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The idea of "healthy eating" can be a polarizing concept, met with anything from skepticism to zeal to outright rejection. In a world where people tend to gravitate towards extremes, it can be difficult to eat with balance and purpose. Thankfully, Lindsey Love of Dolly and Oatmeal is here to help inspire us.
Lindsey has no problem admitting that her blog focuses on healthy eating. However, unlike some of her contemporaries, she isn't out there to spread guilt or preach asceticism in the kitchen -- in fact, quite the opposite. When you click on her blog, you're struck not only with stunning photos of colorful salads, crisp vegetables, and green soups, but also of cookies, cakes, and chocolate-drizzled sweets. Though all of Lindsey's recipes are gluten- and dairy-free, they don't feel as if they're lacking. Her core belief is that if you eat well, you'll feel good. It's simple, yet beautiful; much like the website itself.
Read on to learn about Lindsey's journey into food blogging and why she thinks more and more people are writing about specialty diets -- plus get her recipe for Za'atar-Spiced Chickpea Crackers.
What influenced your decision to start a food blog focused on healthy, wholesome eating?
My blog started out as a personal journey to find, source, and create food that was nourishing and wholesome, but also tasted really good. I have had a long, sometimes painful, relationship with food, so starting the blog was a way for me to try to help others avoid some of the difficulties I experienced. There is a direct correlation between the food we eat and our emotional and physical well-being, and that's the message I'm trying to spread.
You've had a complicated relationship with food, eventually realizing you were sensitive to dairy and gluten. Did this discovery jump-start your interest in cooking and blogging, or were those passions always there?
I’ve always known I was sensitive to dairy products, but growing up I ignored and excused the ill effects they had on me. It wasn’t until I stopped by a nutritionist’s office for some much-needed guidance that I realized my consumption of gluten was a huge contributor to my bad moods, weight gain, and overall cloudiness. After this discovery, I started eating differently; and about a year later I started a blog focused on healthy eating. I've always had a passionate interest in the relationship between food and quality of life, and I think this was the main driving force behind the creation of my blog.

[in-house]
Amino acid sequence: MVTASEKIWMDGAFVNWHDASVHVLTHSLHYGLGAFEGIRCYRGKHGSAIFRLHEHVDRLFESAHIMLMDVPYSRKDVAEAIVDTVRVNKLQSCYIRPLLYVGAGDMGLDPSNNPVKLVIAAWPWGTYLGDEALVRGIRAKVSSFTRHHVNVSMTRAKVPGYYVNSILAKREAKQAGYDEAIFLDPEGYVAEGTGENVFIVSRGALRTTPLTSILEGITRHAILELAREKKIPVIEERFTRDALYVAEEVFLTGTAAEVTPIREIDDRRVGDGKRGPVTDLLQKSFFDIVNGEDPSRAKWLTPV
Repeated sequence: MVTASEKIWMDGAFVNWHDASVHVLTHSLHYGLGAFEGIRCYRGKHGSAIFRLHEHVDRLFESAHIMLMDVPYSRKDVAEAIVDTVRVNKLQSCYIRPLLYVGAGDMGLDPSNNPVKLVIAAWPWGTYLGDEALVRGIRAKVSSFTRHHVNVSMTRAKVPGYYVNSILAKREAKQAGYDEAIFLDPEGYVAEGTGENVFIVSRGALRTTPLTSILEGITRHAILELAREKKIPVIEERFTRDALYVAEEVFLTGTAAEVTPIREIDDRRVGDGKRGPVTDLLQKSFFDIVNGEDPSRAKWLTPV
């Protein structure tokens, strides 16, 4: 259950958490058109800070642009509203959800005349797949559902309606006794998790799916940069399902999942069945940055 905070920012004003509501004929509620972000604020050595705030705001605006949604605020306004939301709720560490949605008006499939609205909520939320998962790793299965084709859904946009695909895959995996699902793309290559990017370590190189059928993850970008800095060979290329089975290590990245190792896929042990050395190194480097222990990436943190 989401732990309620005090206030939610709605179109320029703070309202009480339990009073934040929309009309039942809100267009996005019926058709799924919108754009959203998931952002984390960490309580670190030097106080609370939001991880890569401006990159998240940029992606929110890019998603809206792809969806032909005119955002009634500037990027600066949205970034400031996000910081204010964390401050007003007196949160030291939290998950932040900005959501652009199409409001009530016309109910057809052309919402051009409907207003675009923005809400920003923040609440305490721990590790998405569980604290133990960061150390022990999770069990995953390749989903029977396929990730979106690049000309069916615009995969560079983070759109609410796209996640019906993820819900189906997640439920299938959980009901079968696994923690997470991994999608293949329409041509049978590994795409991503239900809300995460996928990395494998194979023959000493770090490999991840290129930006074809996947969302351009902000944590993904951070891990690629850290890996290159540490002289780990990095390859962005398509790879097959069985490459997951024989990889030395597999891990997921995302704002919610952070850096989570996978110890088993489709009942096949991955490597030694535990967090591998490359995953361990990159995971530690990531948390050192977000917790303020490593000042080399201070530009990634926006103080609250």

Is it challenging to make healthy foods appealing, in a world where people often gravitate to food that is over-the-top?
Yes and no. The wonderful thing about blogging is that it really creates an atmosphere of attainability for the reader. My template on Squarespace, Supply, has also been really helpful -- it makes it easy for me to achieve a clear structure and flow, which enables my readers to navigate the blog more efficiently. The kind of friendly atmosphere it helps create is especially important for blogs dedicated towards promoting a healthier lifestyle, because they show the public that healthier foods are totally within their reach. They’re made in a kitchen just like yours or mine where there are no professional chefs or fancy tools -- just you and the food. Of course most people, me included, have a soft spot for sweets and junk food, so it can sometimes be difficult to convince someone to choose a veggie burger over a double bacon cheeseburger. In my opinion, balance is truly key -- there’s a yin and a yang to it all.
The number of food blogs focused on gluten-free, dairy-free, and similar diets has skyrocketed recently. Any idea on why this might be?
Unfortunately, I think the rise in blogs focused on specialty diets has increased in proportion to the amount of people who are realizing they are sensitive to things like wheat, gluten, and dairy products. Really, it comes down to the fact that these kinds of blogs and diets are popping up so often because people are becoming more and more aware of these sensitivities, in general. I would also like to think that individuals are more and more dissatisfied by what’s put out there by big agriculture and large-scale food corporations who make products with all sorts of fillers and preservatives. Seeking alternatives -- by way of altering one’s diet or buying fresh produce -- is a means of expressing this dissatisfaction.
How has blogging changed your relationship with cooking?
I would say my cooking and baking is more intentional now that I try to highlight fresh, seasonal produce as often as possible. I make a concerted effort to buy from local farmers markets where the produce is glistening and raw, and can sometimes even be less expensive than what they offer at my local grocer. My cooking is also more intentional in the sense that I now pay attention to what the months and seasons are offering. It’s a bit cheesy, but since starting this blog I’ve begun to feel an increased sense of connectedness to nature, and more respect towards the seasons.
Makes 32 large crackers
2 cups garbanzo bean flour
2 tablespoons extra-virgin olive oil, plus more for brushing
1 teaspoon baking powder
1/3 cup plus 1 to 2 tablespoons water
2 to 3 tablespoons za'atar
Maldon sea salt for topping
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